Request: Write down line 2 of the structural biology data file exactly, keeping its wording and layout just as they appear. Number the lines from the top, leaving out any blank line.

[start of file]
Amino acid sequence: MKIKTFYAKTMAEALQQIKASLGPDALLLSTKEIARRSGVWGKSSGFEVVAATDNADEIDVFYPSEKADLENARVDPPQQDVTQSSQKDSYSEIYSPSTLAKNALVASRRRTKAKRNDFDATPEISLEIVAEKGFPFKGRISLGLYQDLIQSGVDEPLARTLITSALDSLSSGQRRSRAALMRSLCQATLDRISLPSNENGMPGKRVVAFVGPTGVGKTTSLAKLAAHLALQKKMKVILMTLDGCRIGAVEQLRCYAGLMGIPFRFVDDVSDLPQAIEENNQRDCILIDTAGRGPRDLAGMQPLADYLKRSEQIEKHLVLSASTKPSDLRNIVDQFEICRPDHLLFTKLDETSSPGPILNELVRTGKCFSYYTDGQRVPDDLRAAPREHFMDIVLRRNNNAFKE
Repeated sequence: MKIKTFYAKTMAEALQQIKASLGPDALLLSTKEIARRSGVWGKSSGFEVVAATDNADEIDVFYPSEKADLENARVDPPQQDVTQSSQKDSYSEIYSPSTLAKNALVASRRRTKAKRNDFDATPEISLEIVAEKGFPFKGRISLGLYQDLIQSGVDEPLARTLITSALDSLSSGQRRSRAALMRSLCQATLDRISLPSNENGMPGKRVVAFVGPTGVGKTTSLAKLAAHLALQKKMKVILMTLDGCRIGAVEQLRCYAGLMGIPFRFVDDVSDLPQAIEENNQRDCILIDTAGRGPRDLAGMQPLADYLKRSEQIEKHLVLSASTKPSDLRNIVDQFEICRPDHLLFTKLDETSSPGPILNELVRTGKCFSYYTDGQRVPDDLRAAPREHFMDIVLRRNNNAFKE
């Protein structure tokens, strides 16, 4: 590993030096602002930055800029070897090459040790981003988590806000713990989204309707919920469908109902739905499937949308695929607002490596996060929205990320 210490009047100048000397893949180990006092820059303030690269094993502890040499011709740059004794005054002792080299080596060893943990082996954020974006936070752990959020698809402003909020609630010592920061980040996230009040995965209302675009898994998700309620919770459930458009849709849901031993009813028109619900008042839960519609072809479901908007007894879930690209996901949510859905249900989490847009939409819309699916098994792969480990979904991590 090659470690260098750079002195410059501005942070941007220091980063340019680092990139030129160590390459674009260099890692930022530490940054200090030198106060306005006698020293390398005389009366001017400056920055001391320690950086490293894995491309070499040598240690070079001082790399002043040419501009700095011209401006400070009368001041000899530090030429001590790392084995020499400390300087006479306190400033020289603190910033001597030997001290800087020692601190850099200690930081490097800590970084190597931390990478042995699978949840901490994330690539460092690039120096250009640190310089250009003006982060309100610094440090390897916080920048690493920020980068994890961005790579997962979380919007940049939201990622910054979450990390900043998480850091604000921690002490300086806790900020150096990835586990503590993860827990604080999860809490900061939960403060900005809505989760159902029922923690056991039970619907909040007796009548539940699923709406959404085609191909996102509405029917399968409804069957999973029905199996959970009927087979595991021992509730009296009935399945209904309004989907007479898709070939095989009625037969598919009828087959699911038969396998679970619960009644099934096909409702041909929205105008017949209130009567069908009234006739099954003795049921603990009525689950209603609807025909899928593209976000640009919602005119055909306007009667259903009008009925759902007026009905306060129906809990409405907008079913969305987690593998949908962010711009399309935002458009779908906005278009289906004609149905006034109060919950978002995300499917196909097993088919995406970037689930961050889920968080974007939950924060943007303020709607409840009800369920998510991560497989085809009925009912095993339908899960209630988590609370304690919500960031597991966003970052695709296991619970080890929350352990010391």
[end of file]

Repeated sequence: MKIKTFYAKTMAEALQQIKASLGPDALLLSTKEIARRSGVWGKSSGFEVVAATDNADEIDVFYPSEKADLENARVDPPQQDVTQSSQKDSYSEIYSPSTLAKNALVASRRRTKAKRNDFDATPEISLEIVAEKGFPFKGRISLGLYQDLIQSGVDEPLARTLITSALDSLSSGQRRSRAALMRSLCQATLDRISLPSNENGMPGKRVVAFVGPTGVGKTTSLAKLAAHLALQKKMKVILMTLDGCRIGAVEQLRCYAGLMGIPFRFVDDVSDLPQAIEENNQRDCILIDTAGRGPRDLAGMQPLADYLKRSEQIEKHLVLSASTKPSDLRNIVDQFEICRPDHLLFTKLDETSSPGPILNELVRTGKCFSYYTDGQRVPDDLRAAPREHFMDIVLRRNNNAFKE